First broadcast in 1992, this is a radio dramatisation of the third Brother Cadfael book by Ellis Peters. The play is 2.5 hours long, and comes on 2 discs in a fold out jewel case.
The novels told the tale of Brother Cadfael, Soldier, sailor and sinner, now a Brother in Shrewsbury abbey at the height of the civil war between King Stephen and Empress Maud, in the mid 12th century. The location and time were well chosen by Peters, as the civil war and Shrewsbury's position close to the sensitive Welsh border provides rich territory for plotting and bloody murder. Bodies keep popping up all over the place, and it falls to the worldly Cadfael, with his knowledge of pathology gained from the battle field and his knowledge of men gained from many years in the world, to solve the crimes and see justice is served.
In this story, a potion that Cadfael has brewed to soothe aching joints is used to murder a man. Cadfael is appalled, not only at the act of murder but that his handiwork, intended for the ease of suffering, should be used to bring about a cruel death. To complicate things, the victim's wife is old flame of Cadfael's, and she turns to him for help when the Sherriff's men set on her son as the most likely culprit. Cadfael is soon deep into an intriguing mystery, which has a beautifully told and memorable climax.
The inestimable Philip Madoc stars as Cadfael, his well rounded Welsh tones perfectly suited for the part. He conveys all the essential elements of the man - the sailor, soldier, sinner turned servant of God, full of compassion for his fellow man and a burning desire to see justice done (even if what he considers to be justice is as odds with the law of the land) with ease in a performance that is warmly comforting, but with a hint of steel hidden just below the surface. It's masterful. In addition there is also Sir Michael Hordern as narrator, his simply beautiful speaking voice managing to set the scene and draw you into the adventure with consummate ease. It's a dry, understated narration that is just perfect, accentuating the emotional heights of the tale by the contrast with it's dry telling.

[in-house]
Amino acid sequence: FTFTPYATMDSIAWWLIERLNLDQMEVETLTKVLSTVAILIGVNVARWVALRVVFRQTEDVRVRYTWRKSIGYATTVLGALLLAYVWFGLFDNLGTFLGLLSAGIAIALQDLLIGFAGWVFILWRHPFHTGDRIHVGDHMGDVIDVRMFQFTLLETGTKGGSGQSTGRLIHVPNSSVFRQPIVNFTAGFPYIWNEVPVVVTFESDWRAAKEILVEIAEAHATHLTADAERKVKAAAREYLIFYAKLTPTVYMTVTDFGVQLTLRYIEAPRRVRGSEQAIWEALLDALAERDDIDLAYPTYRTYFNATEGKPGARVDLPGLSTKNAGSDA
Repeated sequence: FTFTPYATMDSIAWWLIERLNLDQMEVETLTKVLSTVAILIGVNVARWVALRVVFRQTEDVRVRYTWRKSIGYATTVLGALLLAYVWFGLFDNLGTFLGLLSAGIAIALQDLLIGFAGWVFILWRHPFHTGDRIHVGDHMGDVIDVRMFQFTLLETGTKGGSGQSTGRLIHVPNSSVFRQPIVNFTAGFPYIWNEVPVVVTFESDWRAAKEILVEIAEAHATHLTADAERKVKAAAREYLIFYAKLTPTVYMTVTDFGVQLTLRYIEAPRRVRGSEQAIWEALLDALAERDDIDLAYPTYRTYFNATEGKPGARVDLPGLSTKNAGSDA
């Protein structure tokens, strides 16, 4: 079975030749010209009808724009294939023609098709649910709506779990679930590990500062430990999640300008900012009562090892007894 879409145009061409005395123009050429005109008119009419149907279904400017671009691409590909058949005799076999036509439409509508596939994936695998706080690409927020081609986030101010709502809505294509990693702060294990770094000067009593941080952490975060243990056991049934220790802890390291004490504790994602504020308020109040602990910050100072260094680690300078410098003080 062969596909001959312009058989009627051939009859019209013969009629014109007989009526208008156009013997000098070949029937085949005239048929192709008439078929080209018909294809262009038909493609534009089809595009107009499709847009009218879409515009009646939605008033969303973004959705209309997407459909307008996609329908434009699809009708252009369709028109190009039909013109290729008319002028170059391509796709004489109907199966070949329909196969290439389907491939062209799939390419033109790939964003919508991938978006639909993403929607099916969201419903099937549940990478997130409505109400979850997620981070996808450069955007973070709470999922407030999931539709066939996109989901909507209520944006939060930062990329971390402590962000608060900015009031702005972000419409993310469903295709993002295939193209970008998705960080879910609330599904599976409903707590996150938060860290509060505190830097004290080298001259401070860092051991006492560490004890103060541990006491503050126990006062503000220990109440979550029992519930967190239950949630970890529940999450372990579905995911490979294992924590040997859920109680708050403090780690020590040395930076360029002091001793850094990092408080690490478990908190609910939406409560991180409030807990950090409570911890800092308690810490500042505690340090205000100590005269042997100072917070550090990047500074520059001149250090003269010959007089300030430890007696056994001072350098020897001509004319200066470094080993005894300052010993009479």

It's a good solid story, very well told. The production values are very high, nicely evoking a medieval atmosphere. And I could listen to Madoc and Hordern reading telephone directories with their mellifluous voices. So for me this is a 5 star production. As far as I know there are two other Madoc/Cadfael releases out there, Monk's Hood and Dead Man's Ransom. I am off to buy those, and I hope there are more that I have missed waiting for me!
I always enjoy Cadfael stories - this one, I think, is particularly good. The TV adaptation doesn't really do it justice as some of the situations were changed for continuity I guess - but this is a very good yarn.
Good tale with plenty of atmosphere. Cadfael ,monk with a past meets old love and solves mystery of her husbands death.The tale was well tols and the story moved quickly. Used to David Jacobi as Cadfael , from TV series and was unsure whether I would like another actor playing part but it didn't effect my enjoyment.Good listen , highly recommended.